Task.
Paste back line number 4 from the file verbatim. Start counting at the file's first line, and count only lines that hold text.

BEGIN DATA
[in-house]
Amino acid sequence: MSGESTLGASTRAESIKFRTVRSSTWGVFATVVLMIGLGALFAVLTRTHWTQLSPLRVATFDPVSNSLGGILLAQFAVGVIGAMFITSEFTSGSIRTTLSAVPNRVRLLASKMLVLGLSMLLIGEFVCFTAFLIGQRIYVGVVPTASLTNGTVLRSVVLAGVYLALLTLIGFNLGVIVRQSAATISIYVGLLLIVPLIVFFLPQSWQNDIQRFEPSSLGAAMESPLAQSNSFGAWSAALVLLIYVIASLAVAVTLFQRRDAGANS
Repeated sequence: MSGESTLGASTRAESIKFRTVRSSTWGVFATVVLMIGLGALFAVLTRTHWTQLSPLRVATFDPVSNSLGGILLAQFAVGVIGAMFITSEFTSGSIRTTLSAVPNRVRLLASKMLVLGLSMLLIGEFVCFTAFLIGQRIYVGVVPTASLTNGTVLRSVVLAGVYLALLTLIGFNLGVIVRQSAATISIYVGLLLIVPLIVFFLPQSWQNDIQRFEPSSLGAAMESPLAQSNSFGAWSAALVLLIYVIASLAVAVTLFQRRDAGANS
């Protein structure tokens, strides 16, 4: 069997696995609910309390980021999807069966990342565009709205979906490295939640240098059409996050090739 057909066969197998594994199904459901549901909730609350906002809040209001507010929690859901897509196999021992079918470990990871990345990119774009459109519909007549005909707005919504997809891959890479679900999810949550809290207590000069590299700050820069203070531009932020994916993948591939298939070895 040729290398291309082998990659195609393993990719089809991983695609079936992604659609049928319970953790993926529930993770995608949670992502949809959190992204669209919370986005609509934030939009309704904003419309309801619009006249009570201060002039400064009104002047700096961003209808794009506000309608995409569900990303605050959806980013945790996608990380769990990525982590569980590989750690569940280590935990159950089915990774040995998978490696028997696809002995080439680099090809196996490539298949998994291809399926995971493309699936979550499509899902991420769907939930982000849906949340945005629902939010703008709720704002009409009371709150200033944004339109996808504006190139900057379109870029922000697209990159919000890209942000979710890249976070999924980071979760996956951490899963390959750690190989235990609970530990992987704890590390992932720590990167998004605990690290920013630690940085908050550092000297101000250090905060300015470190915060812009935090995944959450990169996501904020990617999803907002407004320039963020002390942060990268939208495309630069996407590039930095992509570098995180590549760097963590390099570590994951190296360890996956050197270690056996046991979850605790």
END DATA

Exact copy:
């Protein structure tokens, strides 16, 4: 069997696995609910309390980021999807069966990342565009709205979906490295939640240098059409996050090739 057909066969197998594994199904459901549901909730609350906002809040209001507010929690859901897509196999021992079918470990990871990345990119774009459109519909007549005909707005919504997809891959890479679900999810949550809290207590000069590299700050820069203070531009932020994916993948591939298939070895 040729290398291309082998990659195609393993990719089809991983695609079936992604659609049928319970953790993926529930993770995608949670992502949809959190992204669209919370986005609509934030939009309704904003419309309801619009006249009570201060002039400064009104002047700096961003209808794009506000309608995409569900990303605050959806980013945790996608990380769990990525982590569980590989750690569940280590935990159950089915990774040995998978490696028997696809002995080439680099090809196996490539298949998994291809399926995971493309699936979550499509899902991420769907939930982000849906949340945005629902939010703008709720704002009409009371709150200033944004339109996808504006190139900057379109870029922000697209990159919000890209942000979710890249976070999924980071979760996956951490899963390959750690190989235990609970530990992987704890590390992932720590990167998004605990690290920013630690940085908050550092000297101000250090905060300015470190915060812009935090995944959450990169996501904020990617999803907002407004320039963020002390942060990268939208495309630069996407590039930095992509570098995180590549760097963590390099570590994951190296360890996956050197270690056996046991979850605790």